LESSON STUDY VIGNETTE: SHARE MY CANDY
Text Box 8.2 A Math Happening 8b: Share My Candy
Jason has 3% candy bars. He wants to share the candy bars with his friends. He gives as many of his friends as possible % of a candy bar. He keeps the rest for himself.
Part A: How many friends can he give % of a candy bar to?
Part B: How much of the candy bar will Jason keep for himself?
Part C: How does Jason’s portion compare with his friend’s portion?
Explain your thinking for each part.
The following lesson was delivered in a multi-grade lesson study team of fifth- through seventh-grade teachers. One of the ways, a seventh-grade teacher tried to motivate her students to consider the various interpretations for fractions: she posed the question of what candy they like and then talked about how each could be used to form a fraction (see Figure 8.5).
She then introduced the task called “Share My Candy.”
Jason has 3 ^{l}A candy bars. He wants to share the candy bars with his friends. He gives as
many of his friends as possible % of a candy bar and keeps the rest for himself.
- 1. How many friends can he give % of a candy bar to?
- 2. How much of the candy bar will Jason keep for himself?
- 3. How does Jason’s portion compare with his friends’ portion?
- 4. Use words, pictures and numbers to show your work.
Students were quick to draw or to turn the mixed number and fraction into decimals and use division. The teacher asked if they could use the tiles or construction paper to make manipulatives to solve the problem another way without using division with decimals. Using poster proofs, the teacher asked students to publish their thinking (see Figures 8.6 and 8.7).
Figure 8.5 Different ways to illustrate fractions.
Figure 8.6 Using color tiles as chocolate bars.
Figure 8.7 Student using decimals to make sense of dividing by a fraction. Source: Authors.
Again, in the student sample below, students in this group were quick to convert to decimals and use division. They answered 4 friends after arriving at the answer 4.66. From candy bar experience, this group chose to split the bars into twelve pieces making the work slightly more challenging, but they successfully split the candy and realized that Jason would have У2 of a candy bar left for himself. The class had a nice discussion about the answer for Jason’s portion of У2 of a candy bar. No group ever mentioned Уъ as a good analysis of Jason’s portion in comparison to his friends’ portions.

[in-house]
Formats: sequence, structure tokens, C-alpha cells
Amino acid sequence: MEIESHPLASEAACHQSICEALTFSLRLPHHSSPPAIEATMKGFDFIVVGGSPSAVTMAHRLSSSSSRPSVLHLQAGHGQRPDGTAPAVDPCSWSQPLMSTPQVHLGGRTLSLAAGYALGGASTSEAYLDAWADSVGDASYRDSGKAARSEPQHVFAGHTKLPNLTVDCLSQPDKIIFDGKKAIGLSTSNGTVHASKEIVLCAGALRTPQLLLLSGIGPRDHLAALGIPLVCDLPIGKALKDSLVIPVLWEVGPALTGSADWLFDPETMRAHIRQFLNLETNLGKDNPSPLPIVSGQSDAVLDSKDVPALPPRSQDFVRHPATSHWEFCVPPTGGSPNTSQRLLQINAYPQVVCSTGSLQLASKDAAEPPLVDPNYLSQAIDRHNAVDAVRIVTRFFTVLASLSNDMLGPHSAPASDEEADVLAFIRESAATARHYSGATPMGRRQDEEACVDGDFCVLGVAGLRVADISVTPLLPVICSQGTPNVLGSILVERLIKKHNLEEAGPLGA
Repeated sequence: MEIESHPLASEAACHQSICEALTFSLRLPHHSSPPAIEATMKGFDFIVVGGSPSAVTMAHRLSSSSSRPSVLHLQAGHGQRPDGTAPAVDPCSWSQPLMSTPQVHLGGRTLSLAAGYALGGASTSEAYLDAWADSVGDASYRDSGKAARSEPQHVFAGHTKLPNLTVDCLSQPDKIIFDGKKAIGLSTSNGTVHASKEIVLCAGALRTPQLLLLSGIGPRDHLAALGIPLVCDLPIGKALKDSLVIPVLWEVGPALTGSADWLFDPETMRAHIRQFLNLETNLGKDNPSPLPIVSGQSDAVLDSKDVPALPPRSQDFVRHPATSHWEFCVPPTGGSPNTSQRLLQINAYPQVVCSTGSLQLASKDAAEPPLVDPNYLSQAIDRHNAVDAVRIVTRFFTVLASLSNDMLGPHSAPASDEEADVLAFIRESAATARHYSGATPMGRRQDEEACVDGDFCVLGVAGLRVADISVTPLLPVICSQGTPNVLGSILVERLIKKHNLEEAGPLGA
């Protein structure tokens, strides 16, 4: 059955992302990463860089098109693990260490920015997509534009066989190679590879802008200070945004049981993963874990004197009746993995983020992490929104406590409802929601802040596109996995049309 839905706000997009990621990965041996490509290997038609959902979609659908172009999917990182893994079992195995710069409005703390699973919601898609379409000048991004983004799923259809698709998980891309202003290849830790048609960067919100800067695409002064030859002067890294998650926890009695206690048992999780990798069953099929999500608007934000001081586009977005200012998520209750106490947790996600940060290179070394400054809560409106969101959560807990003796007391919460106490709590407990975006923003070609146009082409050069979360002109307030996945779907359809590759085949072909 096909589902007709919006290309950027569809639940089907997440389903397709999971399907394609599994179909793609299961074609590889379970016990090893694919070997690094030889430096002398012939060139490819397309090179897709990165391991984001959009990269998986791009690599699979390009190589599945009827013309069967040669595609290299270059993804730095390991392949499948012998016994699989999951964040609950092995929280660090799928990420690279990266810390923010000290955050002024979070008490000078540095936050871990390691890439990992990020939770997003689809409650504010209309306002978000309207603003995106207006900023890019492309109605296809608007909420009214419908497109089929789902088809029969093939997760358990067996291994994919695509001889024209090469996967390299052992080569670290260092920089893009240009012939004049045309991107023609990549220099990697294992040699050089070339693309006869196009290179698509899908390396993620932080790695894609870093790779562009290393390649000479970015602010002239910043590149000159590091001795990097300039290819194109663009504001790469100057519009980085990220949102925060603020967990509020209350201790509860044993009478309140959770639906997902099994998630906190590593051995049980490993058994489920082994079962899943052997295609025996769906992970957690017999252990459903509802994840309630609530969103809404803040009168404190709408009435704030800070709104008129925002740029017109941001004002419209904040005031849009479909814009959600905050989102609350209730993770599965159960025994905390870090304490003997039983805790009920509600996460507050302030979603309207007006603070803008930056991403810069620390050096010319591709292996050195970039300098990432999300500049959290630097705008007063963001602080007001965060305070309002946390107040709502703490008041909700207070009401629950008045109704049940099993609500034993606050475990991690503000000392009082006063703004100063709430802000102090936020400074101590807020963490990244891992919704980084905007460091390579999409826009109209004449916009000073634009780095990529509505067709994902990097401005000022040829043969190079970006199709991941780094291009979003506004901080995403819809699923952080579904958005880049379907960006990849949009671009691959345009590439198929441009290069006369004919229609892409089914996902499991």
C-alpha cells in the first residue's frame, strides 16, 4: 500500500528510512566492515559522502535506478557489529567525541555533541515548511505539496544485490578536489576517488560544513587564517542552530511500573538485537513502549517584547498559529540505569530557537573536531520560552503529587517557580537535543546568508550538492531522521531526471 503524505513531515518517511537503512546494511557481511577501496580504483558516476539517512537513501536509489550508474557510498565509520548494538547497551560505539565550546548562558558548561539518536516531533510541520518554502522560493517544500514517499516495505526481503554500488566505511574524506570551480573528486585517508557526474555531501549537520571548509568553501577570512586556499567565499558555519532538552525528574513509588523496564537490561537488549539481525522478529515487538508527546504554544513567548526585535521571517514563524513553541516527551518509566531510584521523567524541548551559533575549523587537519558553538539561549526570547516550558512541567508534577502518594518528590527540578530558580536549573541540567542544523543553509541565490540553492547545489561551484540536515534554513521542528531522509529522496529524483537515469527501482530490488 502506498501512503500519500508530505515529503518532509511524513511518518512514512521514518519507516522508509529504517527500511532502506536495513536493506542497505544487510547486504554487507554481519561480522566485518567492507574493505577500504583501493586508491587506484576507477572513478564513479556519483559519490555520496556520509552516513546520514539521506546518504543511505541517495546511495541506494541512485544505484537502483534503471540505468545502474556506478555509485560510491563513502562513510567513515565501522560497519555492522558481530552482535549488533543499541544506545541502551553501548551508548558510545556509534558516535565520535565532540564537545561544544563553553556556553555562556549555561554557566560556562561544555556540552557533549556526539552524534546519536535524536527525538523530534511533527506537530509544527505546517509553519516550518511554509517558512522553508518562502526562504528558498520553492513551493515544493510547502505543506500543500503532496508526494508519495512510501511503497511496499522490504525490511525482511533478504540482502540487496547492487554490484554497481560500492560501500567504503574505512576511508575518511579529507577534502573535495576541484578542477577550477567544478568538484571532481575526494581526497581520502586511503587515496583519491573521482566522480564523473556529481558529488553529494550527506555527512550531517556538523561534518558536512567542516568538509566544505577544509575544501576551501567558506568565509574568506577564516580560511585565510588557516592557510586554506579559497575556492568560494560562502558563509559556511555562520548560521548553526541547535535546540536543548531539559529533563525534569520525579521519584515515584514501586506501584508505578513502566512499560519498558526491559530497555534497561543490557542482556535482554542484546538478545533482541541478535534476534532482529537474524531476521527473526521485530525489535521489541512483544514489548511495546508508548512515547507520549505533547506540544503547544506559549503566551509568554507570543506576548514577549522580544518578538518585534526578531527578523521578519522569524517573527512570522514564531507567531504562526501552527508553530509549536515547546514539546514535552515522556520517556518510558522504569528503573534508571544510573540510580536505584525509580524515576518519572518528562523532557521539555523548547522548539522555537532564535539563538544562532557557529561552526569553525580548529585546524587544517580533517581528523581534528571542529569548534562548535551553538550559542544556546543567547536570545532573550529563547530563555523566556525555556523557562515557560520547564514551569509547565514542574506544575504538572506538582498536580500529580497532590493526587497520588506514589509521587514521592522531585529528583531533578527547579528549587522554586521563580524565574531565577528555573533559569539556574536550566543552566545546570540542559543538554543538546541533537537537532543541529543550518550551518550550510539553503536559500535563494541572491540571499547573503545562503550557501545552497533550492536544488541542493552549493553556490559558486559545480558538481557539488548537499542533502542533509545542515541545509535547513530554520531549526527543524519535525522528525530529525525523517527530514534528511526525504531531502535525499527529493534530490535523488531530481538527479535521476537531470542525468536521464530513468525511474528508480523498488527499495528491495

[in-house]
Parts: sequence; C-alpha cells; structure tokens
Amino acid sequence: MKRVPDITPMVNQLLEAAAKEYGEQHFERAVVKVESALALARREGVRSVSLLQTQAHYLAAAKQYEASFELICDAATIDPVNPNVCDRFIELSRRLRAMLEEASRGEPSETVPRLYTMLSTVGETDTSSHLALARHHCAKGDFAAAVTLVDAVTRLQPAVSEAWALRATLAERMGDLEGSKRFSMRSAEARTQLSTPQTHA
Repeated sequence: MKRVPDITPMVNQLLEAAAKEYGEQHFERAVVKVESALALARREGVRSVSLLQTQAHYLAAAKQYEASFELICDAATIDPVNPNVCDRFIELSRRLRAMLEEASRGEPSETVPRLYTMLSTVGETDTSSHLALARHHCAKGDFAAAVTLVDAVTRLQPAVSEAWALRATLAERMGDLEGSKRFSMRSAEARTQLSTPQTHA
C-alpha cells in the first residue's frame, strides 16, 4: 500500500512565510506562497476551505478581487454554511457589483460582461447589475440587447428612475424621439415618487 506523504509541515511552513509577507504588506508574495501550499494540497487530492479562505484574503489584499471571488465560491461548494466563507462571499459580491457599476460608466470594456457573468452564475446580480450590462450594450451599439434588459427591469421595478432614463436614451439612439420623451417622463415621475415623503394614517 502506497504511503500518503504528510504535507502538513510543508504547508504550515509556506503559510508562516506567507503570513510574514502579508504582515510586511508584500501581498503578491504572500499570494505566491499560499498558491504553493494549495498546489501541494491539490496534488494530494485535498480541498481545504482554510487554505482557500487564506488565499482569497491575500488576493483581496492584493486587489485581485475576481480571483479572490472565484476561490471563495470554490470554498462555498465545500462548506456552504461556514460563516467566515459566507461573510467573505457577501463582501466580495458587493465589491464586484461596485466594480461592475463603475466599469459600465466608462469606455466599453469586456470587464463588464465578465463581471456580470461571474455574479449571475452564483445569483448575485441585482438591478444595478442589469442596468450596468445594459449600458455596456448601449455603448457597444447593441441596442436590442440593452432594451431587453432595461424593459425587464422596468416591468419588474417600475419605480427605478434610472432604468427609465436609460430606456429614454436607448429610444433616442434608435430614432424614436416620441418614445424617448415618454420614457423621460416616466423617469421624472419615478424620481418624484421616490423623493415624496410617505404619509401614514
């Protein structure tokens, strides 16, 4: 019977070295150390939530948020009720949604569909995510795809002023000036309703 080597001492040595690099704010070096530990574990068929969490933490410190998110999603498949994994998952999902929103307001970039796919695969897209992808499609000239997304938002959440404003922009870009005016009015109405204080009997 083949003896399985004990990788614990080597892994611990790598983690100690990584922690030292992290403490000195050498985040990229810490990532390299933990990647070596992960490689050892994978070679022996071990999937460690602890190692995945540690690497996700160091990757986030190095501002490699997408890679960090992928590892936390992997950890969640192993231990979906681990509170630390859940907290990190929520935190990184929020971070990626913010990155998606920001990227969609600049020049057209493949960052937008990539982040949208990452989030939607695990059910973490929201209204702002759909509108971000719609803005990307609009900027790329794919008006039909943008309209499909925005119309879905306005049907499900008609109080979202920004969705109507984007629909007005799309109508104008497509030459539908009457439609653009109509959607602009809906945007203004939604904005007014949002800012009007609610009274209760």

The teacher pointed to one group’s drawings of the portions and asked the class, “What fraction of each friend’s portion does Jason have for himself?” Asking in that way as students looked at the drawings helped them to see that Jason had Уъ as much as his friends. With that connection, the class revisited the division of decimals and could see the connection to this answer and the 4.66; it’s 4 and Уъ portions!! Using multiple representations (manipulatives, pictures, numbers) allowed for teachers to assess students’ level of understanding.
Table 8.1 below maps out the conversations teachers had about Share My Candy problem and the learning progressions in fraction related to this problem. Having a vertical team of teachers also offered opportunities to think about the Share My Candy problem and consider ways they could differentiate this problem to extend the conceptual understanding of operations with fractions.
Table 8.1 Learning progressions across vertical-grade bands for Share My Candy
Learning Progressions across Vertical Grade Bands |
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Grades 3-4 |
Grades 5-6 |
Grades 7-8 |
Students are not asked to make the connection between 2/3 of a share and ‘Л of a candy bar. |
Students are prompted to make the connection between 2/3 of a share and Vi of a candy bar, but not expected to make it. |
Students were asked to explain/debate: When they drew a picture they got “4 '/_{2}” When they “Did the math” |
Why is there a difference? I/2 candy bar vs. serving size |
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Extensions: Ask students to create a similar problem utilizing fractions and any food item. Have students see if they can even out the portions between Jason and his friends. Ask how much each student would get if all children shared the candy bar equally. |